A few years ago, state biologists “gill-netted” vast quantities of fish in our local Silver Lake in order to prevent them from feeding on a certain frog. This decimated the fish population in favor of the frog population. How is this an ecological balance?

Similarly, allowing natural water sources to feed rivers and streams provides better hydration for trees—and raises critical moisture levels for forests. Diverting water from Northern California sources when levels are low exacerbates the deadly dryness of moisture-starved Sierra forests. Shouldn’t there be a better balance based on water levels?

As climate change continues to affect moisture and heat, smart and balanced water management becomes more critical. Yet California continues to base policy decisions reactively rather than proactively. If Northern California watershed areas burn for lack of moisture, poor water management will be partially to blame.

So will California’s reliance on hydroelectric power over traditional (and more effective) fossil-fuel plants. The state gets nearly 2/3 of its power from non-fossil fuel production, which is why it has to buy electricity from states like Oregon, Arizona and others.

Failing PG&E

Failed PG&E power lines are responsible for devastating California wildfires for the last five fire seasons. According to PG&E’s initial report the day the Dixie Fire started, an employee responding to an outage noticed a blown fuse at Cresta Dam in a heavily forested area of Butte County around the Feather River Canyon. He found two blown fuses and a tree leaning on a power conductor. He also found a fire on the ground near the base of the tree.

When the 2018 Camp Fire erupted, a PG&E employee noticed flames caused by a faulty transmission line in Feather River Canyon. Many of these lines are supported by electrical towers from the early 1900s. PG&E customers pay modern rates for modern electricity delivered via century-old towers.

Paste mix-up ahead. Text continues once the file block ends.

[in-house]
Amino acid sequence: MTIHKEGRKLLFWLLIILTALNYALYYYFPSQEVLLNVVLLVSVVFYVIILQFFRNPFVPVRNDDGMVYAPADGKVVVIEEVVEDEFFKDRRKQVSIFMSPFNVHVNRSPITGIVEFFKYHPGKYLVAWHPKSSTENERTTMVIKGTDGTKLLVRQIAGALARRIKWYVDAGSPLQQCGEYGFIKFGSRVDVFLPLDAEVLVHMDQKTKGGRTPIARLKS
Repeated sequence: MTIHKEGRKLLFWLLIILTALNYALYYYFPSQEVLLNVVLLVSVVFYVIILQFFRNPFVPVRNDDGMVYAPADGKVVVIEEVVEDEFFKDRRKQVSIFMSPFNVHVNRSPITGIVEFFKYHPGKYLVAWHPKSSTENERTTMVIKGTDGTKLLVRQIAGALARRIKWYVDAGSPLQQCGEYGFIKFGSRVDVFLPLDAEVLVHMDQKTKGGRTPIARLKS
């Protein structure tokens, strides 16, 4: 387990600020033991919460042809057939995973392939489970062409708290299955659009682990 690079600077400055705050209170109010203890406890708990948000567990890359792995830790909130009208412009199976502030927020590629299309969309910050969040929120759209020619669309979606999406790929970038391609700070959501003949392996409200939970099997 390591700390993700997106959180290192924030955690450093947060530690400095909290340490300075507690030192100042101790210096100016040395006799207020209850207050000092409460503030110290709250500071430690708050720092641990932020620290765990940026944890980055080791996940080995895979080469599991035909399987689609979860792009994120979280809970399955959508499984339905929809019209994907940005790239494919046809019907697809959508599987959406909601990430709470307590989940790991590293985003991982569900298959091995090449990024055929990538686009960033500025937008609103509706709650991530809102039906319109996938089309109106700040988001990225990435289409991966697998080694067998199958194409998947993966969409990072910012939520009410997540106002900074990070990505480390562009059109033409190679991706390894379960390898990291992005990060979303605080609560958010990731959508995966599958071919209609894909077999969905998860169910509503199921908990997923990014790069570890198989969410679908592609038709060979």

In fairness, PG&E is finally taking steps to modernize its infrastructure with underground line burial and other measures. Sadly, these measures are long overdue and are too little too late for victims of the Camp Fire and now for those dealing with the Dixie Fire. Worse, PG&E seems to be continuing their foot-dragging regarding reporting system failures when they point to a wildfire start.

Closed market

According to the California Public Utilities Commission (CPUC), PG&E ignored regulations that require it to report wildfire-related infrastructure failures within two hours of the event. PG&E took five days to report the Dixie Fire-related failure to CPUC. As a state agency, CPUC answers to Governor Gavin Newsom and Sacramento politicians. PG&E is supposed to answer to CPUC, yet is still failing to follow the rules.

Not only is there a lack of meaningful accountability, the relationship between California and PG&E is dysfunctional. The average citizen wonders why Sacramento continues enabling a repeat offender of a power company. Another question is why California refuses to open up its utility market to competitors in order to force PG&E to modernize its infrastructure.

Something has to change or California will continue to burn every fire season. Close to home, people in our community love living in Northern California, but the Golden State will lose even more citizens if residents have to flee the flames every summer.

 

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The Most Important Scholar You’ve Never Heard Of

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Thomas Sowell is many things. He’s a historian, an economist, philosopher, and more. He also may very possibly be the most important scholar that you haven’t heard of. Thomas started life on his own at age 17 when he moved out into a homeless shelter and later was drafted into the Marine Corps. Later, he graduated from Harvard and went on to study government regulations coming to some remarkable explanations and solutions. PragerU tells Thomas’s inspiring story in this video linked below.